[Video] The Scout Report – Episode 3: How Contracts Impact The Software Sales Process

If you’ve ever been in sales or have purchased business critical software, you know that the contract review process is a friction point and has a significant impact on the timeline to close a deal. 

After a successful negotiation, a sales executive is given the green light by the client and both parties are excited to move forward with the deal.  When the contract goes to legal review, the salesperson and the buyer champion lose control of the process, timing, and maybe even the ultimate outcome of the deal. 

Recently Peter Fatianow, co-founder and COO of TermScout, had a chance to speak with Andy Boyd – sales guru, advisor, investor, and serial entrepreneur – about how contracts impact sales and some innovative ways to smooth out that process. 

In this video, you’ll hear more about:

  1. Key elements of the sales process, how to simplify it and make it more effective
  2. Common mistakes entrepreneurs and salespeople make when it comes to contracts
  3. How contract negotiations impact the sales process
  4. Some of the worst things you can hear as a salesperson – and how to prevent them
  5. The importance of understanding the terms and conditions of your competitors – and how to use that information effectively
  6. How TermScout can help make the sales and deal closing process go smoothly, saving time and reducing risk

Watch The Scout Report – Episode 3 to learn how to make your sales process more streamlined and successful! 

Watch The Video 

Five things to know before you buy a ticket on Hawaiian Airlines

1.Watch out…there’s a $300 cancellation or change fee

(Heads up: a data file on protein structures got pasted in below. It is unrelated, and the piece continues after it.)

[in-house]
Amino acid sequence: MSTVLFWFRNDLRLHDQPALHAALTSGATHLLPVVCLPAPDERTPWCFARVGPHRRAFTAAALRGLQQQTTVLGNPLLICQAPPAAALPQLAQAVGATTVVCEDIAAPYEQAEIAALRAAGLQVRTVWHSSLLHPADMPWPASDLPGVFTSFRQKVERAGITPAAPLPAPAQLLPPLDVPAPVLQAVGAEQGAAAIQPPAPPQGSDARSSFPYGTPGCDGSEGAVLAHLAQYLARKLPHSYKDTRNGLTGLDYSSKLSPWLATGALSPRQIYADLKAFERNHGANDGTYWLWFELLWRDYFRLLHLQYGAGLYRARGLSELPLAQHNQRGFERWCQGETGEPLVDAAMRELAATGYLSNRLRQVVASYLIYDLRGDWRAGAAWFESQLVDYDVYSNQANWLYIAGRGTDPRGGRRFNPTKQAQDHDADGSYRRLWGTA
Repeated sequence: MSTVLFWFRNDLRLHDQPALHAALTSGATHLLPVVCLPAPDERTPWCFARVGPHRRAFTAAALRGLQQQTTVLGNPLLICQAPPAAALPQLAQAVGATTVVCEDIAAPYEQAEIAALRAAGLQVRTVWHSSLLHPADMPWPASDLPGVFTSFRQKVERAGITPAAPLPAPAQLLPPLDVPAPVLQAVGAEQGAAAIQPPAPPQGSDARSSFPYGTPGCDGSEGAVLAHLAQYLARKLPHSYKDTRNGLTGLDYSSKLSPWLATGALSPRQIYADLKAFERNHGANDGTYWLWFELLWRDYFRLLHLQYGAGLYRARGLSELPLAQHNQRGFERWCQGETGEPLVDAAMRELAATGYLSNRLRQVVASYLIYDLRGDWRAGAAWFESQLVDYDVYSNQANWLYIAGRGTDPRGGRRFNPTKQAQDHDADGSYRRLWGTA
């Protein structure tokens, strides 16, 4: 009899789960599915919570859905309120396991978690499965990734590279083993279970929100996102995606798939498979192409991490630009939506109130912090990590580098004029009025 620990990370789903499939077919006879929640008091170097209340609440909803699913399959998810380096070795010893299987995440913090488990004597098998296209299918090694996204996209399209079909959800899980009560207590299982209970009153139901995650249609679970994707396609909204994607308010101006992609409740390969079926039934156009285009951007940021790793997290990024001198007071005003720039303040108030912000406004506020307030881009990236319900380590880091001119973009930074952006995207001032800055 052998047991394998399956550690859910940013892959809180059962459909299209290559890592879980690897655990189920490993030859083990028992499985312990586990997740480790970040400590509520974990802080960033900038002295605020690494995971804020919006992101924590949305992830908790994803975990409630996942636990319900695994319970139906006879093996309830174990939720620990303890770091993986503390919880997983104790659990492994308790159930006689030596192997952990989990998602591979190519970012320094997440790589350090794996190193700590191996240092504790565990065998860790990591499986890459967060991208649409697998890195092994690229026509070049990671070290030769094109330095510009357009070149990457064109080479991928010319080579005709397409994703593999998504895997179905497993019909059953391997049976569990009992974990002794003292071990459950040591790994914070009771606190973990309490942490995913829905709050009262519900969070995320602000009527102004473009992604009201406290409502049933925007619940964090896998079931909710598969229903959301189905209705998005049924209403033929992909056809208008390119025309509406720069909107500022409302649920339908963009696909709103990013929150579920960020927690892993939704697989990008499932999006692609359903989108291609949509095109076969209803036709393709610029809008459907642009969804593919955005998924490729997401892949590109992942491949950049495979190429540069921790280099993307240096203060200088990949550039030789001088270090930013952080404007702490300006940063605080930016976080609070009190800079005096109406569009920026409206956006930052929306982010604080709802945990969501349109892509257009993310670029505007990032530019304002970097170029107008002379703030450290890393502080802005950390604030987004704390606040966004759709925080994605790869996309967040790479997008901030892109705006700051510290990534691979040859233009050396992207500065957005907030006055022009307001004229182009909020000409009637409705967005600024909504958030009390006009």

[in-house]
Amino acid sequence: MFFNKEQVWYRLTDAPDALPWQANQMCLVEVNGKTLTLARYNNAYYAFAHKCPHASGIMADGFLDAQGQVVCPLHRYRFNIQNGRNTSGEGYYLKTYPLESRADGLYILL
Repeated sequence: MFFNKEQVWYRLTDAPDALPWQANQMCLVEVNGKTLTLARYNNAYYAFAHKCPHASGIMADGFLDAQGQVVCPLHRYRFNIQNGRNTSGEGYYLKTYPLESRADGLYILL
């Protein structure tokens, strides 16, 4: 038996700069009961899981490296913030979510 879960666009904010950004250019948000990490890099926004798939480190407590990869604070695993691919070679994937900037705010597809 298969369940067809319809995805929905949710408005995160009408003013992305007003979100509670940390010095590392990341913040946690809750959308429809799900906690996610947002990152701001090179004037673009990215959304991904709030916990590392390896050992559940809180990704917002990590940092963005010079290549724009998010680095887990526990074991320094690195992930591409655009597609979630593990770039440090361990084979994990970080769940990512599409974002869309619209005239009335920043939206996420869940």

If you need to cancel or change your flight to Hawaii from the U.S. (or vice-versa), you will pay a $300 change/cancellation fee in addition to the difference in fair between your original ticket and the new one. And if the price of your ticket has gone down, Hawaiian will not issue a refund for the price difference.i

Even if your ticket is eligible for a refund, you will still pay a $100 service fee to process your refund, unless you opt for a travel credit instead which must be used within one year of its issuance.ii


2. Do not bring your pet! (unless you are moving to Hawaii)

Hawaii is the only state that remains rabies free. As such, Hawaii has very strict requirements regarding bringing animals into the state.  It is possible if you bring your dog or cat with you, it will be quarantined for up to 120 days upon arrival unless it meets certain requirements. This is true for service and emotional support animals as well.iii Therefore, we highly recommend you visit Hawaii’s Animal Industry Division website to read about all the requirements and fees necessary for bringing your pet with you to Hawaii.

If you do decide to travel with your pet from the U.S. upon Hawaiian Airlines, you may not bring it inside the cabin. Instead, you must ship your dog, cat, or bird as cargo, and the fee to do so is $175. This does not include any fees you may have to pay to the State of Hawaii upon arrival.iv

If you’re traveling wholly within the State of Hawaii, you may bring your dog or cat on board with you for a fee of $35.


3. There’s a fee for unaccompanied minor travel, and we’re not sure what your $100 gets you